New Calvinism finds Southern Baptist fans; Some see threat to evangelism

Besides some Southern Baptist circles, the New Calvinism is notable in such church-planting and denominational groups as the Acts 29 Network, Sovereign Grace Ministries and the Presbyterian Church in America, which is separate from the Louisville-based Presbyterian Church (U.S.A.).

The music team in the warehouse-turned-church led the crowd of about 500 with up-tempo versions of traditional and modern hymns, riffing on sin and redemption as much as on guitar and drums.

Mixed in with Pleasant Valley Community Church’s modern style, and the pastor’s tirelessly upbeat demeanor, were the clear signs of the revived popularity of Calvinism. Also known as Reformed theology, these doctrines put a heavy emphasis on God’s power and grace in predestining or controlling human events and choices.

“If you’re a Christian, it’s not because you found Jesus,” said the Rev. Jamus Edwards, pastor for preaching and vision at the Southern Baptist congregation just east of downtown. “Not only were you not looking for him, but you couldn’t have looked for him. He came to look for his kids. The good news is: You’re the kind of person Jesus has come to save.”

The New Calvinist movement — rooted in the doctrines of 16th-century Protestant reformer John Calvin and his followers — has gained a following in recent years among many young pastors in the Southern Baptist Convention and smaller denominations and church-planting groups.

In addition to its emphasis on God’s power, New Calvinist churches typically have tightly disciplined congregations led by male elders.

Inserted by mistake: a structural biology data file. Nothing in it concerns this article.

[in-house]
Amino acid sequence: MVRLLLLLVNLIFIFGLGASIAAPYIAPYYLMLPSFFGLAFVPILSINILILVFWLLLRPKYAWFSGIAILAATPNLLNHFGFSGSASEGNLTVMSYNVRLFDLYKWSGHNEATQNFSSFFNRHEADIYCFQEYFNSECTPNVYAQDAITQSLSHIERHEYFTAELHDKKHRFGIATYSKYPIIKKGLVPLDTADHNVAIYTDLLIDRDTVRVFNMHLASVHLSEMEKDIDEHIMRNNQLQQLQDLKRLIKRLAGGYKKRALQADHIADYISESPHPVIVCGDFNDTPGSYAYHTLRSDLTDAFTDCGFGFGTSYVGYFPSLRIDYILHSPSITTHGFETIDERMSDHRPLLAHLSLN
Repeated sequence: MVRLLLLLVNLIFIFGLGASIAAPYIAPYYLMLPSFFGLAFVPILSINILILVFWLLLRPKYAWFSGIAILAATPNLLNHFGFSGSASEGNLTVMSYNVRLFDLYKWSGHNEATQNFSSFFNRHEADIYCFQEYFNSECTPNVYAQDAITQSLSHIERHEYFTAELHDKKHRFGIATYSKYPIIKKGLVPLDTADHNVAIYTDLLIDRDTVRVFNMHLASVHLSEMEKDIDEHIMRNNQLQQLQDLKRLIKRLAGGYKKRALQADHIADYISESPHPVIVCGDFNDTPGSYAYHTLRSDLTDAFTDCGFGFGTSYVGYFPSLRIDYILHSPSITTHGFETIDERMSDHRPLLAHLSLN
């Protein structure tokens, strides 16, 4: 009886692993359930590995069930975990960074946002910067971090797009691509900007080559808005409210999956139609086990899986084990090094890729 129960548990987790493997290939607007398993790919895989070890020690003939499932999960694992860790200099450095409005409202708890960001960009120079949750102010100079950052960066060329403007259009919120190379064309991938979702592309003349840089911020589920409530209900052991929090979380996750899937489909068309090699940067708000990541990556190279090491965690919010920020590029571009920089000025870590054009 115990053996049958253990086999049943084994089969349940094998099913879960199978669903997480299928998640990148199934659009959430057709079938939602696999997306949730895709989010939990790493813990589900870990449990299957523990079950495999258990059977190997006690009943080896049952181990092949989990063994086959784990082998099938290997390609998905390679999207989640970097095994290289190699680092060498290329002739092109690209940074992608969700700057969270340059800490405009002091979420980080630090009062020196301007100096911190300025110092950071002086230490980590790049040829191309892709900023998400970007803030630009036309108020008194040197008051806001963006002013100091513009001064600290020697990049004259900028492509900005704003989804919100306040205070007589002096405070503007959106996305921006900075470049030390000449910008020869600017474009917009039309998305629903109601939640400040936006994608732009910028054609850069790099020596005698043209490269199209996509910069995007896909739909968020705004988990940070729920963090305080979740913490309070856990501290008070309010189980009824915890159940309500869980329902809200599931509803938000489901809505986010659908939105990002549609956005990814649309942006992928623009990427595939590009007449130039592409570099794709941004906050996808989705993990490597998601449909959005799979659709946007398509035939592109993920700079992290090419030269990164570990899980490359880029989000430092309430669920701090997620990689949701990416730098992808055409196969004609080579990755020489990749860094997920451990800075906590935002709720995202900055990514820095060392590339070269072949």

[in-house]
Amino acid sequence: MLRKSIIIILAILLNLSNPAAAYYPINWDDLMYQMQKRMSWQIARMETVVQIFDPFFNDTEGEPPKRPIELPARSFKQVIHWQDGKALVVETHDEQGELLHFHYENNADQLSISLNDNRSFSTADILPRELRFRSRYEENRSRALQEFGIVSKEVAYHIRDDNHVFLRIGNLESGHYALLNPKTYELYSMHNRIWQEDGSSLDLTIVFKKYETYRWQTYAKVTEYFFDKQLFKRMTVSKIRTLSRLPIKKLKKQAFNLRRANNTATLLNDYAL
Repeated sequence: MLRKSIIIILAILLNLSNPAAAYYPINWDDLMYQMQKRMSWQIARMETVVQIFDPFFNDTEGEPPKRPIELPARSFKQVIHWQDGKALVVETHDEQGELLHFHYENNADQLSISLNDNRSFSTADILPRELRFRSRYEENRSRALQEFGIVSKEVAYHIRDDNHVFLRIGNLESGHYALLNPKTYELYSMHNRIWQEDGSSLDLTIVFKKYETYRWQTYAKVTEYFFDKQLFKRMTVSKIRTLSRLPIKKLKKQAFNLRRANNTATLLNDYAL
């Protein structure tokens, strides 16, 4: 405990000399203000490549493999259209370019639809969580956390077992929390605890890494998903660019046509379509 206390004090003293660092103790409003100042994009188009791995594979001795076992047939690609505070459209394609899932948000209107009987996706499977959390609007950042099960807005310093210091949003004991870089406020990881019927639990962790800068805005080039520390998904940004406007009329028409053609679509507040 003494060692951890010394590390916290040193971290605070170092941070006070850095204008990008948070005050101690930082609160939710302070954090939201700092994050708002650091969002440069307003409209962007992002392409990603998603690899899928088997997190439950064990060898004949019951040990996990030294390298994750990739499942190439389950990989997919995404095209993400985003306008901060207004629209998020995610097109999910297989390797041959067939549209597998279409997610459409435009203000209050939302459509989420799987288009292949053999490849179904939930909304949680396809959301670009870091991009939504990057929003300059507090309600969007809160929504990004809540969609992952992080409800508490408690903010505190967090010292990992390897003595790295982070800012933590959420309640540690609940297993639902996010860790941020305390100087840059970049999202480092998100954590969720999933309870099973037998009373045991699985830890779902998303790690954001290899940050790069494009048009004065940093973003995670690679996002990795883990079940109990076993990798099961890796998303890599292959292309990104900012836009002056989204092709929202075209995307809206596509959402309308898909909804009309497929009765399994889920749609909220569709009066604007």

Louisville’s Southern Baptist Theological Seminary — from which Edwards graduated in 2008 — is playing a leading role in training and sending out pastors influenced by such views. And those views are increasingly spreading to the pews and folding chairs of the churches these pastors are leading.

“It’s a comfort to know that whatever happens, God is in control,” said Pleasant Valley member Larry Blake.

At Pleasant Valley, attendance has grown from about 40 to 500 in five years.

Sojourn Community Church, which launched in 2000 and is strongly influenced by Calvinism, has become Kentuckiana’s newest large church, with attendance approaching 3,000 at four campuses in Louisville and Southern Indiana.

But among Southern Baptists, conflict over New Calvinism has also grown.

Critics see in the New Calvinism a ruthless approach to both salvation and human affairs — with God destining some people for eternal damnation and many to natural disasters, torture and other earthly miseries.

Such an approach can make God out to be “morally ambiguous at best and a moral monster at worst,” wrote Roger Olson, a professor of theology at the Baptist-affiliated Baylor University in Texas, in his 2011 book, “Against Calvinism.”

In October 2011, Pleasant Valley, a member of the state and national branches of the Southern Baptist Convention, was denied membership by its local affiliate, the Daviess-McLean Baptist Association.

An association report said that while Pleasant Valley has “sound” doctrine, its Calvinist views differ from those of most member churches and its leaders showed an “aggressive and disappointing” attitude.